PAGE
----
Gen Z Is Changing the Workplace
‘Hey I woke up and I’m not in a good place mentally,’ went the typical text message. ‘I’m not going to come in today.’
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Here are today’s highlights:
A fast-growing startup provides booking software to barber shops.
Under the Biden vaccine mandate, employees may have to pay for weekly tests.
The Plug covers Black and brown entrepreneurs.
The 21 Hats Spotlight: a business that specializes in “Disnification.”
Gen Z is having an impact in the workplace, and even Millennials aren’t sure what to do: “It’s a fault line that crisscrosses industries and issues. At a retail business based in New York, managers were distressed to encounter young employees who wanted paid time off when coping with anxiety or period cramps. At a supplement company, a Gen Z worker questioned why she would be expected to clock in for a standard eight-hour day when she might get through her to-do list by the afternoon. At a biotech venture, entry-level staff members delegated tasks to the founder.”
“‘These younger generations are cracking the code and they’re like, ‘Hey guys, turns out we don’t have to do it like these old people tell us we have to do it,’ said Colin Guinn, 41, co-founder of the robotics company Hangar Technology. ‘We can actually do whatever we want and be just as successful.’ And us old people are like, What is going on?’”
“Gabe Kennedy, 30, founder of the herbal supplement brand Plant People, noticed as he recruited Gen Z employees that some had no interest in the rigid work habits that felt natural to his mostly Millennial 10-person team.”
“He and his co-founder were accustomed to spending late nights in the office obsessing over customer feedback and sharing Chinese takeout. His youngest employees preferred to set their own hours.”
“Ali Kriegsman, 30, co-founder of the retail technology business Bulletin, wasn’t sure, in the past, how to respond when her Gen Z employees insisted on taking days off for menstrual cramps or mental health: ‘Hey I woke up and I’m not in a good place mentally,’ went the typical text message. ‘I’m not going to come in today.’” READ MORE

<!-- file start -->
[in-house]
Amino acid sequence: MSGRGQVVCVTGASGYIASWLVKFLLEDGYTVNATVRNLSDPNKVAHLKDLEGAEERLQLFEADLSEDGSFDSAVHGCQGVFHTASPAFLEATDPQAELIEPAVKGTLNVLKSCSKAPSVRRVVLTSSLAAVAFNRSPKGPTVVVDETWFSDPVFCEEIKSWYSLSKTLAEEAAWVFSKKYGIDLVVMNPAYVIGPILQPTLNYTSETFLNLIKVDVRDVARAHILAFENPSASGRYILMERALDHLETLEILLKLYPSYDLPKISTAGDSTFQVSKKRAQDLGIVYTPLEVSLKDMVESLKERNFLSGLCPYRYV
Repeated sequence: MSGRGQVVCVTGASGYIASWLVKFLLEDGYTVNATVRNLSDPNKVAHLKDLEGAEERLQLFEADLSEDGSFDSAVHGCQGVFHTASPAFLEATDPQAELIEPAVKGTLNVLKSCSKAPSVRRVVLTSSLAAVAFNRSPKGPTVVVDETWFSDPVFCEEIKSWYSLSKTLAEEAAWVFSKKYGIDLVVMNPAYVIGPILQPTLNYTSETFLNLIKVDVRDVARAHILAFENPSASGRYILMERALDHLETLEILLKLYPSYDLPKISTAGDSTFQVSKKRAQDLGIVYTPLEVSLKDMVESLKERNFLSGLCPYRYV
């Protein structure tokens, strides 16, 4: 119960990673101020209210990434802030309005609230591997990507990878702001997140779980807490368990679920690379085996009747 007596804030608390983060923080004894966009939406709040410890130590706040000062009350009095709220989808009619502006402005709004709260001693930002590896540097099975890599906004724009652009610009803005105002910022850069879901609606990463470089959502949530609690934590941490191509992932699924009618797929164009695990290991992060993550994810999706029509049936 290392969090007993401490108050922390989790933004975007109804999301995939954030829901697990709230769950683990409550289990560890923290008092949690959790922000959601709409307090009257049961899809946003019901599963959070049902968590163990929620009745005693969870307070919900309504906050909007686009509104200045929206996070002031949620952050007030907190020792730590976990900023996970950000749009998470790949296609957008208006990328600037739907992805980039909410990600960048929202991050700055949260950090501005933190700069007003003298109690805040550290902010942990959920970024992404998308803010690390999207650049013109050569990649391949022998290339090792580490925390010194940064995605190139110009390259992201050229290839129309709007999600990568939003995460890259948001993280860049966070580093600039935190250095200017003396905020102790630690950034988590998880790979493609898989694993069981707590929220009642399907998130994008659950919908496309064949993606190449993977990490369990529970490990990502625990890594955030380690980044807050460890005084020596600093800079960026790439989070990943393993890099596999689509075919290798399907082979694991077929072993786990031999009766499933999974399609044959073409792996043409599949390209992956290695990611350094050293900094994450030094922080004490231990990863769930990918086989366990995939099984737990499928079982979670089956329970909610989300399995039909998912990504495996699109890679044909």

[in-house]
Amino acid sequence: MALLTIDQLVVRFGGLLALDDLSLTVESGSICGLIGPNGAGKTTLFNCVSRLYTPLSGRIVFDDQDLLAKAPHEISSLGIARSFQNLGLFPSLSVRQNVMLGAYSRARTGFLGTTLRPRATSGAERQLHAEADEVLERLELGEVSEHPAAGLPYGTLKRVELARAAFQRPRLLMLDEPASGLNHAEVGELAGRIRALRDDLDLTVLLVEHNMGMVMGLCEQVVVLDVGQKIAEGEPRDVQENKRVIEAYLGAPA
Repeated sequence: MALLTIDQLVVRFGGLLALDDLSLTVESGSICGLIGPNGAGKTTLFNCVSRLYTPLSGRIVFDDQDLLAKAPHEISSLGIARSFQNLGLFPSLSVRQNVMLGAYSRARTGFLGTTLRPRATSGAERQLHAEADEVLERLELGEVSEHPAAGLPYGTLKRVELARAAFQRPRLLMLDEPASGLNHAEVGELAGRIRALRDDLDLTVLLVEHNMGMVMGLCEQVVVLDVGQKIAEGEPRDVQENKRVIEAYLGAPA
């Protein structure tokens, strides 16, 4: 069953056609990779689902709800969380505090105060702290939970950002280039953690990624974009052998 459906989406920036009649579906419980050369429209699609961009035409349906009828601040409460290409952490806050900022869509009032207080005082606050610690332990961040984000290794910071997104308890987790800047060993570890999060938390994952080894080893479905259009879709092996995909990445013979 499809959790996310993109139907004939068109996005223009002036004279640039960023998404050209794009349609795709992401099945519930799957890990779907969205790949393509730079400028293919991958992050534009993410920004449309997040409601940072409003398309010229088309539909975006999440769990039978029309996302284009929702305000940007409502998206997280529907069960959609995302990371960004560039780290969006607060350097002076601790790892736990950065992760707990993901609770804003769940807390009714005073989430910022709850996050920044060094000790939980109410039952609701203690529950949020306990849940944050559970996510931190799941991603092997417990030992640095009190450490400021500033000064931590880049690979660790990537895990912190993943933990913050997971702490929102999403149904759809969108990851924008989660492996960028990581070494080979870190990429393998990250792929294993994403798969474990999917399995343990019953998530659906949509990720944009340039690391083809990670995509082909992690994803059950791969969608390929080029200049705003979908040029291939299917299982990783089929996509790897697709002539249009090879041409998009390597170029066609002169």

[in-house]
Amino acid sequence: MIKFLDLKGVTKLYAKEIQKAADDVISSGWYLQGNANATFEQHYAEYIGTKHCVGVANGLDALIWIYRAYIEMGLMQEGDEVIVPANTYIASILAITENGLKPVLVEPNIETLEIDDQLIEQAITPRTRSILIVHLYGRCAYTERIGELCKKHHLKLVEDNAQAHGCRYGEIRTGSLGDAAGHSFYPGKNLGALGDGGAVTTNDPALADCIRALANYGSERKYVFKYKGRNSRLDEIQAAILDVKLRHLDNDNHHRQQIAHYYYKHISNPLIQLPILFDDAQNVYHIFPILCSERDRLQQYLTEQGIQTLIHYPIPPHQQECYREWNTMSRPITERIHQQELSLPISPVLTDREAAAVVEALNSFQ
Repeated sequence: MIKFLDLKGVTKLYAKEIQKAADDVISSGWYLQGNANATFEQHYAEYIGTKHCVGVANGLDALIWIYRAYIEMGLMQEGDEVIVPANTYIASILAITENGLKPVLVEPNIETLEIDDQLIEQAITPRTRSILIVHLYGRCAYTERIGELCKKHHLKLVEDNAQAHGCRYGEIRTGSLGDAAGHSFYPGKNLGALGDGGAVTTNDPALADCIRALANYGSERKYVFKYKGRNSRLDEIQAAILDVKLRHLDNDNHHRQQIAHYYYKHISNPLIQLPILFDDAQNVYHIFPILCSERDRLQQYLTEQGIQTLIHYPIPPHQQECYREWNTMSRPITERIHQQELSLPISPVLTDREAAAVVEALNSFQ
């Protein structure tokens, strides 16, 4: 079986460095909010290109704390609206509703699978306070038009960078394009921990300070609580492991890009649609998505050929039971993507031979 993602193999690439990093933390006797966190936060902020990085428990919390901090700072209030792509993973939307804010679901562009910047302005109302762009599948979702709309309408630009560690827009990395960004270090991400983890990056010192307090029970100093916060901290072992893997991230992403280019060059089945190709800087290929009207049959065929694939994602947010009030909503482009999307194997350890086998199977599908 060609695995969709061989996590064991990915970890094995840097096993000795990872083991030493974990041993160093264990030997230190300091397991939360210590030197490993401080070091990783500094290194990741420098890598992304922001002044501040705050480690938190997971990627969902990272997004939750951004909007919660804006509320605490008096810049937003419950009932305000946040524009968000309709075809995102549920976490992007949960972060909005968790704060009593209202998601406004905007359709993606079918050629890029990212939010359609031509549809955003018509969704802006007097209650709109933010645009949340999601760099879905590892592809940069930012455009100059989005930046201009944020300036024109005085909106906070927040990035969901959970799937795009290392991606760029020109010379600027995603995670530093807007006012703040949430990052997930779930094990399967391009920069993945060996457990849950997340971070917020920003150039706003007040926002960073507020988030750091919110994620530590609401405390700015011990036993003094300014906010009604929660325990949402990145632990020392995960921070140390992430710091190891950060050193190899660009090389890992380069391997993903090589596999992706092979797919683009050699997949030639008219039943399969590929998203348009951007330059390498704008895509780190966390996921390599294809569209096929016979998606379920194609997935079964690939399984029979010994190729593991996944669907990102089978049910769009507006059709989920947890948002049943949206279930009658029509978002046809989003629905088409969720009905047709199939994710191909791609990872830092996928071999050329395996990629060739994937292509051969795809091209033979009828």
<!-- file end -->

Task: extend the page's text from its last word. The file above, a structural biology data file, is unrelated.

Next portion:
The Biden vaccine mandate is expected to let employers make employees pay for weekly tests: “The emergency rule, which will apply to companies with at least 100 employees and is expected to be released next week, will give employers the option of paying for testing and masks for unvaccinated workers or compelling those employees to foot the bill themselves, according to the sources, who requested anonymity because they didn’t have approval to discuss the rule making.”
“Employers will be required to absorb testing and mask costs in cases where a worker qualifies for an exemption to vaccination under federal law, the sources said.”
“Unvaccinated workers will be required to wear masks while indoors and in close contact with coworkers, the sources said.”
“After it is released, the rule will allow for an implementation period before employers must comply or face citations of up to $14,000 per violation, the sources said.” READ MORE
An app that provides booking software to barber shops raised capital at a $750 million valuation: “New York City-based Squire sells its software and services to more than 2,800 barbershops in the United States, Canada and the U.K. Each pay a monthly subscription (ranging from $100 to $250 per month per location), plus additional transaction fees. Squire’s software (which shops typically rebrand with their own logo) offers not only basic booking and payment services, but it can help divvy up the receipts among a shop’s many barbers. It can automatically manage the payouts of tips, as well as handle payments for chair rentals.”
“The firm brought in some $4 million in revenue last year despite waiving subscription fees during the pandemic when nearly all barbershops were shuttered. It’s on track to triple that figure, to more than $12 million.”
“Just a few years ago investors were skeptical about developing technology for small businesses and blue-collar workers. But thanks to the success of companies like Carpinteria, California-based Procore (software for construction sites, now publicly traded at a $13.8 billion market cap) and Los Angeles-based ServiceTitan (which makes apps for plumbers and other tradespeople, valued at $9.5 billion), the idea is now mainstream.”
“An added twist: The founders of both Procore and ServiceTitan are Squire investors.” READ MORE
THE 21 HATS SPOTLIGHT: Deliver Service Now Institute
We recently asked Morning Report subscribers to introduce themselves by sending a photo and answering a few questions. Are you ready for your spotlight?
Name: Vance Morris
Location of business: Centreville, Md.
Nature of business: Showing business owners how to become the Disney of their town or niche. “Disnifying” is creating experiences out of the mundane. I offer exclusive three-day boot camps at Walt Disney World, group and individual coaching, and have a group of monthly subscribers. All are invested in price elasticity through experiences they create.